Monday, February 26, 2007


Making choices are internal conflicts. I'm speaking here about external conflicts. Are they a proof for the validity of post-modernism, i.e. that there are different ways of perceiving a situation?

Often conflicts seem to be power struggles. Someone is in a position of power over another and the other does not like how they are being treated. The "worker" feels that they are being pushed around. They feel that the "boss" (as in dean, teacher, supervisor) is abusing their power, and/or not listening to them. For example, the boss says "sit down" and the worker says "there is a scorpion on my chair." Each comes to the situation with a different perspective, and with different information. The worker wants to explain. The boss wants to get started with the class, the job, etc. Then the worker gets loud., "but there is a scorpion on my chair!" The boss is focused on his/her job, so he gets agitated and tells the worker to be quiet and sit down. He says "it is just a small scorpion, and what am I paying you for anyway?" Or maybe he will chastise the worker, asking if they have read the "rights and responsibilities of the worker" or maybe a union resolution. Neither party has much respect for each other, and neither is listening to the other's viewpoint.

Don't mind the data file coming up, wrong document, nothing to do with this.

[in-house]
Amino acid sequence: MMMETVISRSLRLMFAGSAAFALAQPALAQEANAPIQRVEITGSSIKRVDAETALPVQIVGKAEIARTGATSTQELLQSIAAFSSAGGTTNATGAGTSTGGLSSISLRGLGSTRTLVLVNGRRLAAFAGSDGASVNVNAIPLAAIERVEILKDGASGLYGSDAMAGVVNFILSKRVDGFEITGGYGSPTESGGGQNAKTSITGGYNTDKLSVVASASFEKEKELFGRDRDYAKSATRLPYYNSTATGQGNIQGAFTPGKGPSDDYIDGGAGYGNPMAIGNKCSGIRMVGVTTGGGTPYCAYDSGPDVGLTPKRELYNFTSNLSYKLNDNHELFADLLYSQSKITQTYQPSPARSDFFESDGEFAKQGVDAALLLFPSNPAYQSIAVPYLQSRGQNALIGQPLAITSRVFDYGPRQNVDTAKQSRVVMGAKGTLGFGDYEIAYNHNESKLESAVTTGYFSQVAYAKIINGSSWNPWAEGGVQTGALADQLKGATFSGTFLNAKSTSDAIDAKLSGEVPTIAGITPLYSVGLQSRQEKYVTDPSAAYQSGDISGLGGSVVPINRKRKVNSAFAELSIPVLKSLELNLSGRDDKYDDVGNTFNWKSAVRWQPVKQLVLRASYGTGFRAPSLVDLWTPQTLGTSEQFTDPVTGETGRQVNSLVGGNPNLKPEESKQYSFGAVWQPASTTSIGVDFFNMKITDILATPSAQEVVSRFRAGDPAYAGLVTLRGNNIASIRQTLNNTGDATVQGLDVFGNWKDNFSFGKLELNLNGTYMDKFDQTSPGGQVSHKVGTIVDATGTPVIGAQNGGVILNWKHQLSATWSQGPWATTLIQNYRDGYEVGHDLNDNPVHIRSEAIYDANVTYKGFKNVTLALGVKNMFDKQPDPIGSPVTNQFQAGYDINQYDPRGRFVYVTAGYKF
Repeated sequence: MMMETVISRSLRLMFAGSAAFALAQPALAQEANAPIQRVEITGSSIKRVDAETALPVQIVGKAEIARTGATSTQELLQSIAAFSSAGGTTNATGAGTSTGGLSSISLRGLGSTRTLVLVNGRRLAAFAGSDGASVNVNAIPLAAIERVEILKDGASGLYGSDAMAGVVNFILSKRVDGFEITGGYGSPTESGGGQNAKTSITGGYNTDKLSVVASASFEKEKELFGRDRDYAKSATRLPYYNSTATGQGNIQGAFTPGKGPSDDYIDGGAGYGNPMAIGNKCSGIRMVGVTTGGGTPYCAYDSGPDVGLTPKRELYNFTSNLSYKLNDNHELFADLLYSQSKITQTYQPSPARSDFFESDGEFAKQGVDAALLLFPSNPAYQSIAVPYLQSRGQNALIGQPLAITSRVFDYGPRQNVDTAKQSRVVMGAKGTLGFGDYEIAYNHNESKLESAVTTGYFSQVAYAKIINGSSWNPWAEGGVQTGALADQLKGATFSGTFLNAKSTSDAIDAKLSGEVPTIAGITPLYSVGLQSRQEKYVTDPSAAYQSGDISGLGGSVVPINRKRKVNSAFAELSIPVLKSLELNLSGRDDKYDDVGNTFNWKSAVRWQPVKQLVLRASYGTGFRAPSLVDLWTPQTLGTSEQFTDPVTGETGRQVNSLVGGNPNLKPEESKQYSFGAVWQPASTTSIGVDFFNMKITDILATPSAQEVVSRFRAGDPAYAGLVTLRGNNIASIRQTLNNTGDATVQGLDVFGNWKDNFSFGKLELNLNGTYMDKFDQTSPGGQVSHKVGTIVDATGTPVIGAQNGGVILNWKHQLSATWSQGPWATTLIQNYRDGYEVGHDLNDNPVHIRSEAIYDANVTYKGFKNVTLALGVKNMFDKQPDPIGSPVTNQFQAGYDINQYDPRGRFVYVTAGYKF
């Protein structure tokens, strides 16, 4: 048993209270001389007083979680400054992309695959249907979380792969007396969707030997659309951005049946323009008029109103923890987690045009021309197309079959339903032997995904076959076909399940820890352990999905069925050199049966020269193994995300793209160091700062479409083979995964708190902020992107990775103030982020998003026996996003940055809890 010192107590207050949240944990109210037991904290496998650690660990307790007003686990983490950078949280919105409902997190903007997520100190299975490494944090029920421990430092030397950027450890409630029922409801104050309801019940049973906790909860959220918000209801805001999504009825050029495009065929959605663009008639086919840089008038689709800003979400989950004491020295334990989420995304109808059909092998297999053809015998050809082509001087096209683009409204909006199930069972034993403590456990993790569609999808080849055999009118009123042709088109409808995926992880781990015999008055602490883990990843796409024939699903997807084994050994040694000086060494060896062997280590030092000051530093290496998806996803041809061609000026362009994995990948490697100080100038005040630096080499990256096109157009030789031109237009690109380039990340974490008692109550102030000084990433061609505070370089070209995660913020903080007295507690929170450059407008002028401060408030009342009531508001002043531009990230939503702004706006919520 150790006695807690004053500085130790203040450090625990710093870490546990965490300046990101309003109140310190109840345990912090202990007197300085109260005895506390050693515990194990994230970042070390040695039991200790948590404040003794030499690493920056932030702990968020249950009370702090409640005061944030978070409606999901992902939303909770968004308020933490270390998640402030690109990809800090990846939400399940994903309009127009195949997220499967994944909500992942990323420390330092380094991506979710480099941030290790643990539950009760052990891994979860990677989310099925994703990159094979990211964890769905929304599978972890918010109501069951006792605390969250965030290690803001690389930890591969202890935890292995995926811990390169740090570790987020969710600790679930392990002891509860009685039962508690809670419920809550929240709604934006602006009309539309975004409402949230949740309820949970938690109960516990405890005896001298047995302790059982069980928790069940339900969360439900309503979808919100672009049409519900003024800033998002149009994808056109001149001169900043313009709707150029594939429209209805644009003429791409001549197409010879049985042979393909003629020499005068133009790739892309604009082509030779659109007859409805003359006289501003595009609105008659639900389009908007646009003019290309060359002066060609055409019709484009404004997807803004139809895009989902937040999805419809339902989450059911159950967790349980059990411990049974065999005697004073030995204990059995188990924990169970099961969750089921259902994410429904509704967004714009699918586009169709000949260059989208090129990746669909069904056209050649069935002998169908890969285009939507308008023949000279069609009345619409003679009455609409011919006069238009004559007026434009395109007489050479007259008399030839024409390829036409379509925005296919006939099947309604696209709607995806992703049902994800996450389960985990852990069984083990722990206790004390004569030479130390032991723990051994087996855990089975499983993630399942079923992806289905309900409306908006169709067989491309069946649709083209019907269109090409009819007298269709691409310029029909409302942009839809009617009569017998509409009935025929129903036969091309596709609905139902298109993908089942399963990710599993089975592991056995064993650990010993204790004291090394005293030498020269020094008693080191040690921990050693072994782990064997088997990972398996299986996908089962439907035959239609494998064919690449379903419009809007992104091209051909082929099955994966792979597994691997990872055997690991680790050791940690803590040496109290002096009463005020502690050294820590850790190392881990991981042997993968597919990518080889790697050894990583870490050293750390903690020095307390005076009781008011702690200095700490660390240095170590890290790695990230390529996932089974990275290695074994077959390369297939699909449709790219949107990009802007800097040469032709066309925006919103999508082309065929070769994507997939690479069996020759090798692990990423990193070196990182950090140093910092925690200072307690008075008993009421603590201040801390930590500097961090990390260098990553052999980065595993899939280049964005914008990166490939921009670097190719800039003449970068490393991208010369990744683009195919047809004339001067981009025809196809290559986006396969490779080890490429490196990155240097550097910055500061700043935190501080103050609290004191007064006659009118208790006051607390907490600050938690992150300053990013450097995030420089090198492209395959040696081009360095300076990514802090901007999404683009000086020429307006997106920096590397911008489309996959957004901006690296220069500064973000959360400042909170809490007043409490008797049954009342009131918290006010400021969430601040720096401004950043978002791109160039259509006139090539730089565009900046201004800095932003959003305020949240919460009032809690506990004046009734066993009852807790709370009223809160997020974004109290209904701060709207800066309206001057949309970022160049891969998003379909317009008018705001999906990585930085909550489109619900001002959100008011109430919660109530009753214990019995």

Some say that the internal conflicts in Iraq are not about religion but about land. Everyone wants their fair share. Again, from a post-modern perspective, each is viewing the situation differently. They may spend more in resources (including lives) than they would to agree on a compromise. They illustrate the saying, "you'd rather be right than alive." And religion does play a role here. We tend to stick together with our own kind. When an outside aggressor shows his/her fangs, we identify even further with our own people. We grow up learning the difference between "us and them." And whenever "them" steps out of line, we take up arms. Many die, many are injured, and love is squelched.

I love the story about the blind man and the man without legs who lived in a forest. They argued continually until a fire started to sweep through the forest. Then they joined ranks and fled, taking advantage of the blind man's legs and the other man's eyes. For me, how we move from conflict to interdependence is the key. Perhaps as we align goals (like getting out of the forest, learning, making a profit) we can start to see that cooperation will only benefit both parties.

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